The House begins debate today on several budget plans that would give U.S. workers a 4 percent raise this fall rather than the zero increase favored by the Senate, the 5 percent originally projected by the president, or the 14 percent-plus that unions say is due. Confused? Welcome to the budget club.
The House Budget Committee has approved a budget that would give federal white-collar workers (there are 300,000 here) a 4 percent raise this October, in 1983 and in October 1984. That plan also would limit retirees (100,000 here) to a4 percent raise every year for the next three years, no matter how much the cost of living increases.
A substitute Republican budget, which differs on many items, also allows for a 4 percent U.S. pay raise and 4 percent increase next March for retirees.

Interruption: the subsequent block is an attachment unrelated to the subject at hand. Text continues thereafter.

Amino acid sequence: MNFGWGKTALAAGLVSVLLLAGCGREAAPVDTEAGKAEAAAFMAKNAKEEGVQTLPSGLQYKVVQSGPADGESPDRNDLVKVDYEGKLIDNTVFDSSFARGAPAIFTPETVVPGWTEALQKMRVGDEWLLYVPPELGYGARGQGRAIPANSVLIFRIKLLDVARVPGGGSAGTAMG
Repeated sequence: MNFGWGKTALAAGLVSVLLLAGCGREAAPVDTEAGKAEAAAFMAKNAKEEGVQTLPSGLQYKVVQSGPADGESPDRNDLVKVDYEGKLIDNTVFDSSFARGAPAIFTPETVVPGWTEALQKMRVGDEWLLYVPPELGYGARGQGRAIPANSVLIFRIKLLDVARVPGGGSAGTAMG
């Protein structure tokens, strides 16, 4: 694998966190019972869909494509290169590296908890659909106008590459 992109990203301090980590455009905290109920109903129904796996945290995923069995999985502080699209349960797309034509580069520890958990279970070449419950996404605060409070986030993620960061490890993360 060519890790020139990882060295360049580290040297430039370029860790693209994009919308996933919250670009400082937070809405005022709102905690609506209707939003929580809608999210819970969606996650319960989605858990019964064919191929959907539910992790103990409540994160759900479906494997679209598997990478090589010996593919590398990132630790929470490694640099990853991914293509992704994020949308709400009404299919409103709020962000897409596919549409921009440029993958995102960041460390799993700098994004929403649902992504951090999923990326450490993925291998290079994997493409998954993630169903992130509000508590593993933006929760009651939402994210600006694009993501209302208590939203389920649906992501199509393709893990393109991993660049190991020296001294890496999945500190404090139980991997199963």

Yet another substitute, offered by Reps. Les Aspin (D-Wis.) and Norman Mineta (D-Calif.) sets the same 4 percent limit on federal pay raises but would allow retirees to get full inflation catch-ups with no "cap" on amounts.
Dozens of amendments will be offered to each of those three budget plans. Of primary interest to federal workers are amendments to give them a 5 percent or 7 percent raise this year, and to let retirees get full COL raises.
Once the House decides on a budget, it will have to confer with the Senate, which is backing a plan to freeze federal pay this year and defer the March 1983 COL raise for retirees until 1984, when they would get a 4 percent increase. The next federal pay raise, under the Senate plan, would be 4 percent in October 1983.